The fact is, I’m lucky to have them and we’re lucky to have each other – that is if you want to use the term “luck.” I prefer “blessed.” I’m not a hero because I brought them into my home. All moms are heroes. Period. Because they are raising little humans to hopefully someday become wonderful bigger humans who will make a difference in their world around them. It’s a tough job. Hats off to you, moms.

Just like a child that is birthed into a family belongs, so does an adopted child belong into the family in which they are placed. The only difference in our family is genetics. I’ve never looked at our adoption as us being saints in raising children placed for adoption. Viewing adoption as “saving a child” creates a hero complex. Which makes for very dangerous parenting because adoption is viewed as salvation. That perspective cripples a parent to be able to walk along side your child in any grief and loss that accompanies them from being adopted. Portraying yourself as your child’s “hero” to them {or anyone else} does not give them permission to feel the legitimate emotions that arise from their adoptive experience. And as parents, we want to be able to walk with our children through whatever joys and heartache they may experience in this life. Right?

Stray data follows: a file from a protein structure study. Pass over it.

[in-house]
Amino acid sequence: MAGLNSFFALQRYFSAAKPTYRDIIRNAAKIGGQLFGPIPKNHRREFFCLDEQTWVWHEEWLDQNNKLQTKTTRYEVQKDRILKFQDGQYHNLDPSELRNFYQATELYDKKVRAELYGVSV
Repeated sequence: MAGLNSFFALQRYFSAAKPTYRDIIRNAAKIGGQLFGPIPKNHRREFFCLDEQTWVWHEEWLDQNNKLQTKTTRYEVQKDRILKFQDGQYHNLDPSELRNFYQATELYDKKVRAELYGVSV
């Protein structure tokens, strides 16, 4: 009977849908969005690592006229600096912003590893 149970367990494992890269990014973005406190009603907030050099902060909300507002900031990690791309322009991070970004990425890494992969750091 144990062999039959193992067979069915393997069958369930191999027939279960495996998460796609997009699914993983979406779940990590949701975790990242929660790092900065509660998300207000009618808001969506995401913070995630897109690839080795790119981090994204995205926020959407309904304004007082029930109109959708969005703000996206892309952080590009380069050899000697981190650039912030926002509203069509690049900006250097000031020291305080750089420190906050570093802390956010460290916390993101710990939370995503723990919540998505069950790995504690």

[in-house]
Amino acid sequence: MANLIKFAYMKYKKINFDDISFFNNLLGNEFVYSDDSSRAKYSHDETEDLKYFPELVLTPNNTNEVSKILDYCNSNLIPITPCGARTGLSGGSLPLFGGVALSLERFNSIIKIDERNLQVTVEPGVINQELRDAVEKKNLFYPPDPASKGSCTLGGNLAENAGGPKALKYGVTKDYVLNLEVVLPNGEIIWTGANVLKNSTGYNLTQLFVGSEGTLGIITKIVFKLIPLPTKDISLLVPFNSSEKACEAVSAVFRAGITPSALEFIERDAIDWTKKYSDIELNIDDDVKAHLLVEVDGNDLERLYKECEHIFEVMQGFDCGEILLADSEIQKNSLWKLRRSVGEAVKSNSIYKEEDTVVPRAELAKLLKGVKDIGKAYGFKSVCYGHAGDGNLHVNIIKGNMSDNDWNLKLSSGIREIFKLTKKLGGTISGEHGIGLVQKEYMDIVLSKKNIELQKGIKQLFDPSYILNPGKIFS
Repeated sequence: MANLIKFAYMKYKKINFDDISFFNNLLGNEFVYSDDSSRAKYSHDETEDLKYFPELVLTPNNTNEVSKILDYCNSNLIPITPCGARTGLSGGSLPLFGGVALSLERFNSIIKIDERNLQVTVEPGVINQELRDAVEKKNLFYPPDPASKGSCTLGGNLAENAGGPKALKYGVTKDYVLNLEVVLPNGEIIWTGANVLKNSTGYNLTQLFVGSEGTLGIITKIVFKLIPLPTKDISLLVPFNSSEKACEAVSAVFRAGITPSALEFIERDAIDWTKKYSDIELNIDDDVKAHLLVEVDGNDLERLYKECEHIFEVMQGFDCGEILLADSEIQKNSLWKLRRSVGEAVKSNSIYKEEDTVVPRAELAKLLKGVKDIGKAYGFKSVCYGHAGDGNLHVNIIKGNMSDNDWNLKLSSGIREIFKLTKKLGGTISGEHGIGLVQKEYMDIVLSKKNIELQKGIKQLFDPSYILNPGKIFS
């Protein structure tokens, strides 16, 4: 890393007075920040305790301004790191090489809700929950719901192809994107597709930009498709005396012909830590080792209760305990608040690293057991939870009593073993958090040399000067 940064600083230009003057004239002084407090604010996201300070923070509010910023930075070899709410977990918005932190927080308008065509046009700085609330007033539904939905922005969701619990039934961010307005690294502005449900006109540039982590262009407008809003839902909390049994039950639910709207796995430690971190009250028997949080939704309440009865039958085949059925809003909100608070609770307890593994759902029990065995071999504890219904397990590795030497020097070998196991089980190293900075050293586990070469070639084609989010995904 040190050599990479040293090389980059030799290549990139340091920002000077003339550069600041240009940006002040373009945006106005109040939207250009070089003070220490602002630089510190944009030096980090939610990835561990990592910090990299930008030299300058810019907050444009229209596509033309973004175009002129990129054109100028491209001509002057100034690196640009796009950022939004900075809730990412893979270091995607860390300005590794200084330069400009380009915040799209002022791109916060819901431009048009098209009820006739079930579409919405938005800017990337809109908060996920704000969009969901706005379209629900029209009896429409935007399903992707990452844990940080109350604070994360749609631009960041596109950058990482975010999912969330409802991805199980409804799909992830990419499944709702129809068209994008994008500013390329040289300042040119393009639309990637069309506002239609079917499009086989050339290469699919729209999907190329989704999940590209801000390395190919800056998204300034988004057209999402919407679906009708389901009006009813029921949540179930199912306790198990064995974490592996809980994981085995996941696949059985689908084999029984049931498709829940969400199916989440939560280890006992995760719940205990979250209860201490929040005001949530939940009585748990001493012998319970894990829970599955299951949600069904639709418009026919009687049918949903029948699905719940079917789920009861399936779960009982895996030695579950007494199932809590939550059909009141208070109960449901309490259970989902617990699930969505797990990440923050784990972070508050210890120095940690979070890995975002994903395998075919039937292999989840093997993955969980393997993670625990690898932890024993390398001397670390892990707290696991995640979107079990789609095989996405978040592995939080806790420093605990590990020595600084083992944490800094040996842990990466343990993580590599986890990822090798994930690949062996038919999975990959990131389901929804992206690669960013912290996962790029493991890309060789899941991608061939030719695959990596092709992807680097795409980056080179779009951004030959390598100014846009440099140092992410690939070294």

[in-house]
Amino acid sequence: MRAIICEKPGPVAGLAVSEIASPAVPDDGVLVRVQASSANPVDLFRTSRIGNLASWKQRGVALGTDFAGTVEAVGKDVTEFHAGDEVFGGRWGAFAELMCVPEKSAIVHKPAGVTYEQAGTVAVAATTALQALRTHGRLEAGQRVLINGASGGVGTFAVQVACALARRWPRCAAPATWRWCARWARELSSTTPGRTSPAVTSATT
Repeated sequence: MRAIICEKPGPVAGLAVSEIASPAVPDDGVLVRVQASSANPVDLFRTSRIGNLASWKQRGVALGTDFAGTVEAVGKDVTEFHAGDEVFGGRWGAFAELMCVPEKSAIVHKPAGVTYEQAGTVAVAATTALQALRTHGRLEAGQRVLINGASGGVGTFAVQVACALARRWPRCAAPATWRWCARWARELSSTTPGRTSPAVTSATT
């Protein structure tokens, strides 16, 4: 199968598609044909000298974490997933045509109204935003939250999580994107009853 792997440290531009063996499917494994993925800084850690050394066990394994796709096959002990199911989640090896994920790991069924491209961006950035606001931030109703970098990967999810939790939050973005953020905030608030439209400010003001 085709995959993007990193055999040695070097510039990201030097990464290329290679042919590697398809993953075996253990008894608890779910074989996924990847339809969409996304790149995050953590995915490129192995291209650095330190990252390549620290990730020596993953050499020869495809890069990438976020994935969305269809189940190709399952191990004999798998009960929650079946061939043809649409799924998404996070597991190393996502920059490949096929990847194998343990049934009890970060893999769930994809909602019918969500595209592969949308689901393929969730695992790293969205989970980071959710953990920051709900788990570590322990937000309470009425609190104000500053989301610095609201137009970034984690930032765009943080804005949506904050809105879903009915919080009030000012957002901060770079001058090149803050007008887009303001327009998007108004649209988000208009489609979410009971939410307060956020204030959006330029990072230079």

I’m raising my children because they are my children. Not because I’m a hero, or wanted to bring stray children into my home, or because I feel like they’re lucky to have me as a parent, or because I wanted to save an orphan. I didn’t decide to put on a white hat, jump on my trusty steed, and happen to scoop up these twin “orphans” to nurture, secretly hoping to be recognized for my selfless act.

I just wanted to be a mom. I wanted to raise a family. I wanted to love. And adoption is how that happened. I’m just a mom with two incredible little people to raise. A mom who, just like every other mom out there, has baby food splattered on her floor and who worries about whether or not she’s doing enough to help her children thrive. And what an honor it is to me to be a mom through the miracle of adoption.